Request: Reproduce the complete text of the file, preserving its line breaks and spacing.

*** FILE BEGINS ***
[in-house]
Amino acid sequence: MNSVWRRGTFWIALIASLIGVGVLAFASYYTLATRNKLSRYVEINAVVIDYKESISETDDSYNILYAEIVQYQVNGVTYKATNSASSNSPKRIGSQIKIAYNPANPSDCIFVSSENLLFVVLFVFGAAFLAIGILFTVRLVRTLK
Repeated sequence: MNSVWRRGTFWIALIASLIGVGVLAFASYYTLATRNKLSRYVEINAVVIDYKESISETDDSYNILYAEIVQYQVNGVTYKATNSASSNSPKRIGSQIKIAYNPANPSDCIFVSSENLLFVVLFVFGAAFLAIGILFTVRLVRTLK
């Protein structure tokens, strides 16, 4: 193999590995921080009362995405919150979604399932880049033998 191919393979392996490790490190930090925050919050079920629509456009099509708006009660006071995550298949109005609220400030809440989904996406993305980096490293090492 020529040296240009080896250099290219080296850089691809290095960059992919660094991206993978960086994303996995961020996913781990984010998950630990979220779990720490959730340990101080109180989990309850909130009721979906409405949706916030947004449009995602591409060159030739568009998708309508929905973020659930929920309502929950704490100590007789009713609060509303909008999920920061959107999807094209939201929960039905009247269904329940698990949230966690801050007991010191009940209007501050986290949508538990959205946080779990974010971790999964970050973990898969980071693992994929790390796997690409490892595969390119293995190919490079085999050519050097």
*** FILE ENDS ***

[in-house]
Amino acid sequence: MNSVWRRGTFWIALIASLIGVGVLAFASYYTLATRNKLSRYVEINAVVIDYKESISETDDSYNILYAEIVQYQVNGVTYKATNSASSNSPKRIGSQIKIAYNPANPSDCIFVSSENLLFVVLFVFGAAFLAIGILFTVRLVRTLK
Repeated sequence: MNSVWRRGTFWIALIASLIGVGVLAFASYYTLATRNKLSRYVEINAVVIDYKESISETDDSYNILYAEIVQYQVNGVTYKATNSASSNSPKRIGSQIKIAYNPANPSDCIFVSSENLLFVVLFVFGAAFLAIGILFTVRLVRTLK
């Protein structure tokens, strides 16, 4: 193999590995921080009362995405919150979604399932880049033998 191919393979392996490790490190930090925050919050079920629509456009099509708006009660006071995550298949109005609220400030809440989904996406993305980096490293090492 020529040296240009080896250099290219080296850089691809290095960059992919660094991206993978960086994303996995961020996913781990984010998950630990979220779990720490959730340990101080109180989990309850909130009721979906409405949706916030947004449009995602591409060159030739568009998708309508929905973020659930929920309502929950704490100590007789009713609060509303909008999920920061959107999807094209939201929960039905009247269904329940698990949230966690801050007991010191009940209007501050986290949508538990959205946080779990974010971790999964970050973990898969980071693992994929790390796997690409490892595969390119293995190919490079085999050519050097």